THE BLOG
29/01/2015 12:15 GMT | Updated 31/03/2015 06:59 BST

What Can We Learn from the News Sites Pioneering Dark Social?

Dark social - sharing that occurs in private messaging environments - has been a hot topic in marketing and tech circles for a while now.

Last year some incredible data from BuzzFeed and USA Today's viral sports site, For The Win, showing the rise of WhatsApp and decline of Twitter, for mobile sharing, sparked even more interest in dark social.

With both of these new sites appearing as pioneers in dark social, marketers took note, seeking to learn new tricks to exploit this new frontier of digital marketing.

Nearly a year on, what have these news pioneers continued to learn at the bleeding edge of dark social? What new insights can we marketers learn?

BuzzFeed: an empire built on viral sharing

It wasn't much of a surprise to see the folks at BuzzFeed pioneering in dark social. The growing BuzzFeed empire is built on viral content and social sharing and it continues to teach most other news publishers how to do social.

When BuzzFeed launched its mobile WhatsApp sharing button last year it instantly drew more clicks that the Twitter button. This got tongues wagging amongst marketers, as people sought to understand what it really meant.

But what has BuzzFeed learnt over the last year we should take note of?

I checked in with Ben Ronne, Product Lead for Growth and Data, to find out more.

Ben told me that the percentage of clicks on the WhatsApp sharing button continues to trend upwards, almost doubling since it has been enabled on Android. Interestingly, the most significant growth in WhatsApp sharing has occurred in UK, Brazil and Germany.

We should also note that whilst WhatsApp buttons have been drawing growing numbers of mobile clicks, other social buttons have not.

"Over the last six months, total WhatsApp shares have almost doubled while BuzzFeed's total email, Facebook and Twitter shares have remained relatively flat."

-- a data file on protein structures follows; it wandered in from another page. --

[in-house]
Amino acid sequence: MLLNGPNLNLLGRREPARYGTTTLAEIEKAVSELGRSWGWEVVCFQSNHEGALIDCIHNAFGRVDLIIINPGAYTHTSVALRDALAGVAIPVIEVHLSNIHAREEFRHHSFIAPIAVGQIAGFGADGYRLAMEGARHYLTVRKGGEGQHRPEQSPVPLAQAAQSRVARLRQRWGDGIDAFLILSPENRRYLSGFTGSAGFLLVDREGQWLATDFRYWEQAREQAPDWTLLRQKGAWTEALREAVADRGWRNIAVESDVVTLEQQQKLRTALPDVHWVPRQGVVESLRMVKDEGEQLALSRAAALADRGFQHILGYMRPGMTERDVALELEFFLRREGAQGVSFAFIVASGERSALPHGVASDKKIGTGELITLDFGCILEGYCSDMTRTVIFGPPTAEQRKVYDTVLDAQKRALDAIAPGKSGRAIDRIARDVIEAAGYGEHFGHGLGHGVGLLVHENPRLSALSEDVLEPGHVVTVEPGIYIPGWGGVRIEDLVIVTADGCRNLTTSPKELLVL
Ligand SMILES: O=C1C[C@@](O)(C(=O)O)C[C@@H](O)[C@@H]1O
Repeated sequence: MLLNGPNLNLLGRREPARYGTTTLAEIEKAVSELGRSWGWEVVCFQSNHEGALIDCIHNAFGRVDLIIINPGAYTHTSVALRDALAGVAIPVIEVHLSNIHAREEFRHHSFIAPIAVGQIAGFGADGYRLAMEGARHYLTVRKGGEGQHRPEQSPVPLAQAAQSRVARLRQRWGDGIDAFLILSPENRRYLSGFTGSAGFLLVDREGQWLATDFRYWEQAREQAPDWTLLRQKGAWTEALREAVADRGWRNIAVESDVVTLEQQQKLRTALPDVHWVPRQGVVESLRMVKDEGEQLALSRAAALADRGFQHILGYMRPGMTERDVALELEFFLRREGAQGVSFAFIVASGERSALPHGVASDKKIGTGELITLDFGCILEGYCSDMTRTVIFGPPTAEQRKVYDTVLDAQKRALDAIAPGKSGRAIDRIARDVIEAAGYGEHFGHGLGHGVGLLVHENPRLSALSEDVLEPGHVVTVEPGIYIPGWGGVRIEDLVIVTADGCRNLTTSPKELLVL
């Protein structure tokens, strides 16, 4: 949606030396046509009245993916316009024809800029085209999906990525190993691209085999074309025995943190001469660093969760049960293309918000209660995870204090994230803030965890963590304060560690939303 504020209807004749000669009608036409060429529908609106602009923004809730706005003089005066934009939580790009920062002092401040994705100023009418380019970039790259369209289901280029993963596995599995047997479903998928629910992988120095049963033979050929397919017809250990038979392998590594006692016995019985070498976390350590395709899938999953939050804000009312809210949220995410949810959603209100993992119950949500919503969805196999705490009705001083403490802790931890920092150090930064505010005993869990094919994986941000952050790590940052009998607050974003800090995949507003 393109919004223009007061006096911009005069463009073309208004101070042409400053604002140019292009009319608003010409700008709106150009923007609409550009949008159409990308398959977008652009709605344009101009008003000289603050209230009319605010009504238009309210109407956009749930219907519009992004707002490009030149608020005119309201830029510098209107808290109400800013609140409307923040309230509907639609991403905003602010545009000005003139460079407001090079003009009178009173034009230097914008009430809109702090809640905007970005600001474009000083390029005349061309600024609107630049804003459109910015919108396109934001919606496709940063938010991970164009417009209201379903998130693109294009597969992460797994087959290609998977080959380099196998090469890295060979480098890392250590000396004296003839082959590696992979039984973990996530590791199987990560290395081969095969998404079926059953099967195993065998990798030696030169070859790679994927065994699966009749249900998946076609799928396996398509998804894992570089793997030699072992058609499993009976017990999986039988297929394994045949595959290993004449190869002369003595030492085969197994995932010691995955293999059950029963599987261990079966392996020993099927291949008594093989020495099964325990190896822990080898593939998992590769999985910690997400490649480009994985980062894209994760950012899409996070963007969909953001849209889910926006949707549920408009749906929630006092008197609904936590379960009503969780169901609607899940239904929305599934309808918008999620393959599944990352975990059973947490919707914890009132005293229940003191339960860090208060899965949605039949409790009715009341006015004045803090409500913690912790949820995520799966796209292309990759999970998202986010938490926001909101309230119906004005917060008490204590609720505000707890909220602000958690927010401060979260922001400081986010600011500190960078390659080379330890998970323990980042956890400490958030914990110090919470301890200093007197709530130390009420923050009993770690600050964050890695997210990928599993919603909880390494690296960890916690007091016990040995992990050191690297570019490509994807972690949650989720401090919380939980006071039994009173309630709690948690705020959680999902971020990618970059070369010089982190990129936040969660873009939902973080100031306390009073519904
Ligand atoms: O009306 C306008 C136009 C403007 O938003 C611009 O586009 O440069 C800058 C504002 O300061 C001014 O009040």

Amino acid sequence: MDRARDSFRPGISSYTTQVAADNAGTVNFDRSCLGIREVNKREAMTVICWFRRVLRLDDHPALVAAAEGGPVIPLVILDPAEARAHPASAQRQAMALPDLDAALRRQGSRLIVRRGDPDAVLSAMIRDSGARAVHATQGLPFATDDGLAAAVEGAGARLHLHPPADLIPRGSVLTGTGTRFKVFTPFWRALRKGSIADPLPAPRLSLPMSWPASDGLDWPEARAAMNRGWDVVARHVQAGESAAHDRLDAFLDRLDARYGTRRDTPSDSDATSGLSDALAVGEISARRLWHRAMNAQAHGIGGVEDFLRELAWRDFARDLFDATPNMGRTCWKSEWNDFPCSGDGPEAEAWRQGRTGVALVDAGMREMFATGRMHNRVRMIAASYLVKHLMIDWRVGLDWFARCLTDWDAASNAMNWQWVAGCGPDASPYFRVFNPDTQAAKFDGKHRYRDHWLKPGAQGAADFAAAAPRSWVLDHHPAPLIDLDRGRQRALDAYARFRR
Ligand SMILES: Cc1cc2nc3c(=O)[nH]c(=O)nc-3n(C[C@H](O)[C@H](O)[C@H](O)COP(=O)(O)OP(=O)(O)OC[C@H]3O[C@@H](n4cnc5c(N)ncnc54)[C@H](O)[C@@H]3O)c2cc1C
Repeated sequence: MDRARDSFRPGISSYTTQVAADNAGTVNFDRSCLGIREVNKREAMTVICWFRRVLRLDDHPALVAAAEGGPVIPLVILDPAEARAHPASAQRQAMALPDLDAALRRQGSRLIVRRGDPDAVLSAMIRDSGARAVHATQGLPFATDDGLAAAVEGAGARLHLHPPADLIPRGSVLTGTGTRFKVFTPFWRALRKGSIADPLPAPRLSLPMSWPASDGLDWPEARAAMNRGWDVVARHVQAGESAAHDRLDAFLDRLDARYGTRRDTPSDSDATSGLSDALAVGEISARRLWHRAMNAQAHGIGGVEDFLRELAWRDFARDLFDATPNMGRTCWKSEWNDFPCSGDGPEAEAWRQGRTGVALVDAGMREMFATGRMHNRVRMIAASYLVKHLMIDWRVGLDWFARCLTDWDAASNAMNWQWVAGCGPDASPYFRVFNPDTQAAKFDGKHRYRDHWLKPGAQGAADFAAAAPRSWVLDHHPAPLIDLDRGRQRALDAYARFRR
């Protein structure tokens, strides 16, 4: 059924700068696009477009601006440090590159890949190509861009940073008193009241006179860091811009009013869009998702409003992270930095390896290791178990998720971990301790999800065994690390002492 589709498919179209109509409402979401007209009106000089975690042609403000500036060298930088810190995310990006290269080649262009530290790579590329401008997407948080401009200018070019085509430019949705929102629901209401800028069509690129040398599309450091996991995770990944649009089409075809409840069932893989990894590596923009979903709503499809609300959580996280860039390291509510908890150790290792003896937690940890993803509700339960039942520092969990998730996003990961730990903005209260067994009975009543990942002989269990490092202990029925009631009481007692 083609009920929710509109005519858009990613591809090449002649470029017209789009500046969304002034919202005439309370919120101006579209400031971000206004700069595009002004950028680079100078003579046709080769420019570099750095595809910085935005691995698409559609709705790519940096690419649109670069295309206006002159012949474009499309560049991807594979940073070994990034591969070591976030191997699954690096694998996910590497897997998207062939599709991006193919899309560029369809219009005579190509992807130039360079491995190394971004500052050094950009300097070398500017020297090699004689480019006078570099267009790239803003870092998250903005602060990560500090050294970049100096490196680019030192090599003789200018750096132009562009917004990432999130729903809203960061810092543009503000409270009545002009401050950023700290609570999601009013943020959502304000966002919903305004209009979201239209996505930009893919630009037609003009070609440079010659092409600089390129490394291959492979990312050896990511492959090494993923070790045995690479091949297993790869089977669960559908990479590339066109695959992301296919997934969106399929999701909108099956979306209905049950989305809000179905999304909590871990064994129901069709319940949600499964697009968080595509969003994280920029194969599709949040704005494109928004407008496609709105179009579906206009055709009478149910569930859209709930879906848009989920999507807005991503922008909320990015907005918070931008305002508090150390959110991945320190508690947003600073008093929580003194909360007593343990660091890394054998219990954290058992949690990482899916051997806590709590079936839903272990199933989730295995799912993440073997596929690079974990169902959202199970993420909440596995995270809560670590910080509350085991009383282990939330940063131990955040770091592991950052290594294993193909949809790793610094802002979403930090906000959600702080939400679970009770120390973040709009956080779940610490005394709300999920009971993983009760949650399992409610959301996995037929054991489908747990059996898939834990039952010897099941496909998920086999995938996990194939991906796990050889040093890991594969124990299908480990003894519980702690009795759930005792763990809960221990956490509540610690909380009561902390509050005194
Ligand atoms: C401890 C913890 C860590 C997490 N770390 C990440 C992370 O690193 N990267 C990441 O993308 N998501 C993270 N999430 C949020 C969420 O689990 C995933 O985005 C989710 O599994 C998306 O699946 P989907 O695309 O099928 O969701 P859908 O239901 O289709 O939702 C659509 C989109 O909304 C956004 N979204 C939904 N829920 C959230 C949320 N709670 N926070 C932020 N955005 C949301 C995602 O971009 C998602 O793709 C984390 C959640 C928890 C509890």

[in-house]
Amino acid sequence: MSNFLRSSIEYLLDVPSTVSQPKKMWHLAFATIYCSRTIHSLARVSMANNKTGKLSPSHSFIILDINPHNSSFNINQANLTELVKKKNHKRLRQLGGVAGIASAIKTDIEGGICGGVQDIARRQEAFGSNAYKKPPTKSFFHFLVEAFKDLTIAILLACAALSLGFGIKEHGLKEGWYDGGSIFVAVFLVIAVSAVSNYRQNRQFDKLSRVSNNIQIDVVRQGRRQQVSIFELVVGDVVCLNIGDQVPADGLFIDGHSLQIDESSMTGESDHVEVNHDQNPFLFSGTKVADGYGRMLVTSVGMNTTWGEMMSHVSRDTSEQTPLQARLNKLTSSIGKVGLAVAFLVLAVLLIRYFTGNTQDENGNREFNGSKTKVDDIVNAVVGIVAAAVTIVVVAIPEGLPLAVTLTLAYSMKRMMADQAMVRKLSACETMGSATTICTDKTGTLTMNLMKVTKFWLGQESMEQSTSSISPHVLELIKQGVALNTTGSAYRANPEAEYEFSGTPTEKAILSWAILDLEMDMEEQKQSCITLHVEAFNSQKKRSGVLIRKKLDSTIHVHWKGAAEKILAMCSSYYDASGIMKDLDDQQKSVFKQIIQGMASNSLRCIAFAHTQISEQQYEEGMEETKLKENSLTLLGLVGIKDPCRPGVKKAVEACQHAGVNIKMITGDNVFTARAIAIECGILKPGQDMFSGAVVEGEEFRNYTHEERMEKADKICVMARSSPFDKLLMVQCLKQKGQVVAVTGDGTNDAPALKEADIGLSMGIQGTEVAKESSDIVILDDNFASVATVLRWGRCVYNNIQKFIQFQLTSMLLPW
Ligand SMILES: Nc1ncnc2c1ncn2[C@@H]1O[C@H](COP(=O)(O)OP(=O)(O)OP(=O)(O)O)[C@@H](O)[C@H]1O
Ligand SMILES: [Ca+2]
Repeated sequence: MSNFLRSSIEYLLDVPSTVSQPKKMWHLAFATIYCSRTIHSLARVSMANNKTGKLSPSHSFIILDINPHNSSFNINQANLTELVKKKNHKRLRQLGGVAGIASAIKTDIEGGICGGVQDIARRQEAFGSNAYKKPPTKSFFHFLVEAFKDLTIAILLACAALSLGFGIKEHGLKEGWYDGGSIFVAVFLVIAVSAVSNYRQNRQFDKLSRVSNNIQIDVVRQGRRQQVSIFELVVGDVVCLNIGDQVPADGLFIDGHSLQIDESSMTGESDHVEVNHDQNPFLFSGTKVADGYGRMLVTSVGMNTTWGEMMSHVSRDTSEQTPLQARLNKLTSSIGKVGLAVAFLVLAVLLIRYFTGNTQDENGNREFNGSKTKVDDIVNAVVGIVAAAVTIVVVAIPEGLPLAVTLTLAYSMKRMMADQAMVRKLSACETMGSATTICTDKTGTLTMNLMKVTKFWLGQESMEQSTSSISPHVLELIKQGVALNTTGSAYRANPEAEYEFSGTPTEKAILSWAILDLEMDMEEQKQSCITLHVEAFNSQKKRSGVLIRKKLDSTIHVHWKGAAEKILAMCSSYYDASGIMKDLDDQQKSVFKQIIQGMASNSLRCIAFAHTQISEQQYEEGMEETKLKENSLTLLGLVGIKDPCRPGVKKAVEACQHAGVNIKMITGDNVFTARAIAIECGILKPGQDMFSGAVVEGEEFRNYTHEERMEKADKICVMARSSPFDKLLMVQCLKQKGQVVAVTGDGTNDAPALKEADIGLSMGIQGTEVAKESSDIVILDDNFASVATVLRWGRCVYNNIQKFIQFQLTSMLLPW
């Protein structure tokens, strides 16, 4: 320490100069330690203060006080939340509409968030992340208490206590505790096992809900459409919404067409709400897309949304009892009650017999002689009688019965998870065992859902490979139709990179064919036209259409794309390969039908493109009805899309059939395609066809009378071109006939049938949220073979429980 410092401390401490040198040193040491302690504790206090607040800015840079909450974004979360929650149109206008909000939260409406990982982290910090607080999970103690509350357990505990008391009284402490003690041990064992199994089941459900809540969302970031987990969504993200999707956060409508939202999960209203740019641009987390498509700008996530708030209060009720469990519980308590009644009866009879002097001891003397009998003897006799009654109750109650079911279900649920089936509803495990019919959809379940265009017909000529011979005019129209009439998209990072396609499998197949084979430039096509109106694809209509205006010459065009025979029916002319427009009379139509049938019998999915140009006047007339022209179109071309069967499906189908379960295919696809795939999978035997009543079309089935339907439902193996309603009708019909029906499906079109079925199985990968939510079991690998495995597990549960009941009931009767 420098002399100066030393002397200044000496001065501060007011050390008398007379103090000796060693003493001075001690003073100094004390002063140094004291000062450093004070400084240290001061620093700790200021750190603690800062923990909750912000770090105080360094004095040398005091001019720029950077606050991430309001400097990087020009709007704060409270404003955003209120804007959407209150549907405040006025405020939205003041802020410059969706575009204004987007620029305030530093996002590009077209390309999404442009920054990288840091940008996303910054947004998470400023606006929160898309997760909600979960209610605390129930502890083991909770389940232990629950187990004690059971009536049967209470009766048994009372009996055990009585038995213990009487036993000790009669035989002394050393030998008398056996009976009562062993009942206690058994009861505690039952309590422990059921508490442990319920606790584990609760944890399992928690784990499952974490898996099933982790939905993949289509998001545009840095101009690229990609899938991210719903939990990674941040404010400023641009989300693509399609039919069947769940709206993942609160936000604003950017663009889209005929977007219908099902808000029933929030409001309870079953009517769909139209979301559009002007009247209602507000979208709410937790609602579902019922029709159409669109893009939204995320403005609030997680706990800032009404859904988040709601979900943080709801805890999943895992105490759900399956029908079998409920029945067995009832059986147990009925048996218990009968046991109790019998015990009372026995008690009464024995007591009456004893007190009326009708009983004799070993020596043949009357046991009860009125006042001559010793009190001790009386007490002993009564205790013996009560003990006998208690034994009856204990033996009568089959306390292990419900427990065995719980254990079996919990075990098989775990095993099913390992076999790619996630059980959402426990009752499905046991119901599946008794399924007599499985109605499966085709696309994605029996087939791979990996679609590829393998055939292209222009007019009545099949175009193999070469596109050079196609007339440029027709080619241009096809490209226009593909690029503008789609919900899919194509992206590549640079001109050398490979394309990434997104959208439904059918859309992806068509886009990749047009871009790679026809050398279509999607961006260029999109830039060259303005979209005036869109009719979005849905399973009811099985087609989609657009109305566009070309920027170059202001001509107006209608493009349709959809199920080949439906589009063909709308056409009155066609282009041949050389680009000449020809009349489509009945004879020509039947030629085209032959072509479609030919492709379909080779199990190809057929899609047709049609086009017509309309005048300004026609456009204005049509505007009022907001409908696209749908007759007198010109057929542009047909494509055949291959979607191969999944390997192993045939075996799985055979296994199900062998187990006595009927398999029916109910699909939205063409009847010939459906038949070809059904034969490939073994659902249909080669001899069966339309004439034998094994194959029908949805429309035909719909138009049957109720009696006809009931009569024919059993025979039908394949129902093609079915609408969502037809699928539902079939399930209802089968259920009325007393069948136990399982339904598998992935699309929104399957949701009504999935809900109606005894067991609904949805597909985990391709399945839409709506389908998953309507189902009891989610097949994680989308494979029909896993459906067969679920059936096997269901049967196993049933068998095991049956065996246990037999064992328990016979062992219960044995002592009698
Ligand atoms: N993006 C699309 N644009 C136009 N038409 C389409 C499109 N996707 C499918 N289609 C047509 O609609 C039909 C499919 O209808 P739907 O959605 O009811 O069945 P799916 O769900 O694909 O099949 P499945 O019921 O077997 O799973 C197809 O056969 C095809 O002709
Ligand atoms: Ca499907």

So it seems the stunning power of WhatsApp sharing continues to reveal itself for publishers like BuzzFeed.

BuzzFeed generally appears ever more recognisant of the opportunities of dark social, with Ben telling me that they've "recently partnered with WeChat and Viber to help grow and engage with our rapidly increasing international audiences."

For The Win: taking sports content viral

Alongside BuzzFeed last year, in the digital marketing chatter on dark social, was For The Win (FTW). Being another viral content driven business this also wasn't' surprising, and Jamie Mottram, Director of Content Development there, kindly replied to my questions with a gold mine of insight.

"What we saw initially with WhatsApp last spring and summer held true throughout the year, which is to say that: FTW's mobile users were using WhatsApp sharing tools more often than Twitter sharing tools, with Facebook and email sharing tools remaining on top at one and two, respectively."

However, in late 2014 FTW decided to try a new move in dark social, replacing the Twitter button for mobile and replacing it with SMS sharing.

The results of this experiment blew Jamie and his team away.

"The early returns were staggering: The SMS button was being used three to four times more often than the Twitter button was. Three to four times!"

Since then, the new SMS sharing button has proved even more popular with FTW mobile users than the WhatsApp button, with both proving far more popular than Twitter.

Jamie also advised that FTW's experiments with dark social had proved so successful that "one month into the latest share tool configuration, it looks like overall taps on FTW's mobile share tools have increased between 30-40%".

At FTW, whilst Facebook remains the most powerful individual button, dark social actions taken in aggregate are now a majority of mobile shares.

Dark social clearly has a massive role for disseminating the viral content that Jamie and his team invest so much time in.

Balancing the growth of mobile and dark social with your own realities

It seems the growth of mobile browsing, combined with increasing numbers of instant messaging app users continues to drive the growth of dark social. WhatsApp is one of the fastest growing channels within this.

This is a major opportunity for brands that move to smartly exploit these new channels, build new relationships with customers and unlock even greater virality in their content.

Nonetheless, marketers also need to be mindful of their own local considerations.

Different sectors, platforms and content may all need different sharing options.

We've specifically looked at news sites here, offering content with potentially inherent virality. Marketers in financial services, or pet care, might find notably different behaviours and trends.

Nonetheless, dark social is a huge digital ecosystem, becoming less dark by the day. How are you moving to optimise for it?